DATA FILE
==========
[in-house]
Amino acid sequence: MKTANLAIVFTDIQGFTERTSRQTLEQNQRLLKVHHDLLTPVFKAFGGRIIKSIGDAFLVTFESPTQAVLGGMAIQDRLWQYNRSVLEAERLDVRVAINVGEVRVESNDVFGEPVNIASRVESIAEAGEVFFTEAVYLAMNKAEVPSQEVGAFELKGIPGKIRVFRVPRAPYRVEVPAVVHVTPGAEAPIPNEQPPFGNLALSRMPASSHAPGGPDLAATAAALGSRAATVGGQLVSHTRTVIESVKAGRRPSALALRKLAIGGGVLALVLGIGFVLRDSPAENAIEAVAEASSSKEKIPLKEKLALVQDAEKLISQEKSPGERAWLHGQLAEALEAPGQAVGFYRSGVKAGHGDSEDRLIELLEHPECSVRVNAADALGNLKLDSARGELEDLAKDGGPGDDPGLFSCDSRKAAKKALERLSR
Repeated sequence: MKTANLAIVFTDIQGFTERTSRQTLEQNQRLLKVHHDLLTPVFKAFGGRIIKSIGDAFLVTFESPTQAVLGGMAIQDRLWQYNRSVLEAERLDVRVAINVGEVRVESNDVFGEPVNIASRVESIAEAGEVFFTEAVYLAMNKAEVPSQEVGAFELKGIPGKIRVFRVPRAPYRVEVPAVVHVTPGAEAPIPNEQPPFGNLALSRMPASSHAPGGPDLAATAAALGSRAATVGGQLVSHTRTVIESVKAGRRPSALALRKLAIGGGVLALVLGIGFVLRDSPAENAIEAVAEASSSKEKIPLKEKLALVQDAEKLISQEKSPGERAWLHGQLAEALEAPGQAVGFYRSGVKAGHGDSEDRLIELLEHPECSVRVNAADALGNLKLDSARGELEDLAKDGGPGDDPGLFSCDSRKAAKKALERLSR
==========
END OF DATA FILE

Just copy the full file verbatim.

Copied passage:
[in-house]
Amino acid sequence: MKTANLAIVFTDIQGFTERTSRQTLEQNQRLLKVHHDLLTPVFKAFGGRIIKSIGDAFLVTFESPTQAVLGGMAIQDRLWQYNRSVLEAERLDVRVAINVGEVRVESNDVFGEPVNIASRVESIAEAGEVFFTEAVYLAMNKAEVPSQEVGAFELKGIPGKIRVFRVPRAPYRVEVPAVVHVTPGAEAPIPNEQPPFGNLALSRMPASSHAPGGPDLAATAAALGSRAATVGGQLVSHTRTVIESVKAGRRPSALALRKLAIGGGVLALVLGIGFVLRDSPAENAIEAVAEASSSKEKIPLKEKLALVQDAEKLISQEKSPGERAWLHGQLAEALEAPGQAVGFYRSGVKAGHGDSEDRLIELLEHPECSVRVNAADALGNLKLDSARGELEDLAKDGGPGDDPGLFSCDSRKAAKKALERLSR
Repeated sequence: MKTANLAIVFTDIQGFTERTSRQTLEQNQRLLKVHHDLLTPVFKAFGGRIIKSIGDAFLVTFESPTQAVLGGMAIQDRLWQYNRSVLEAERLDVRVAINVGEVRVESNDVFGEPVNIASRVESIAEAGEVFFTEAVYLAMNKAEVPSQEVGAFELKGIPGKIRVFRVPRAPYRVEVPAVVHVTPGAEAPIPNEQPPFGNLALSRMPASSHAPGGPDLAATAAALGSRAATVGGQLVSHTRTVIESVKAGRRPSALALRKLAIGGGVLALVLGIGFVLRDSPAENAIEAVAEASSSKEKIPLKEKLALVQDAEKLISQEKSPGERAWLHGQLAEALEAPGQAVGFYRSGVKAGHGDSEDRLIELLEHPECSVRVNAADALGNLKLDSARGELEDLAKDGGPGDDPGLFSCDSRKAAKKALERLSR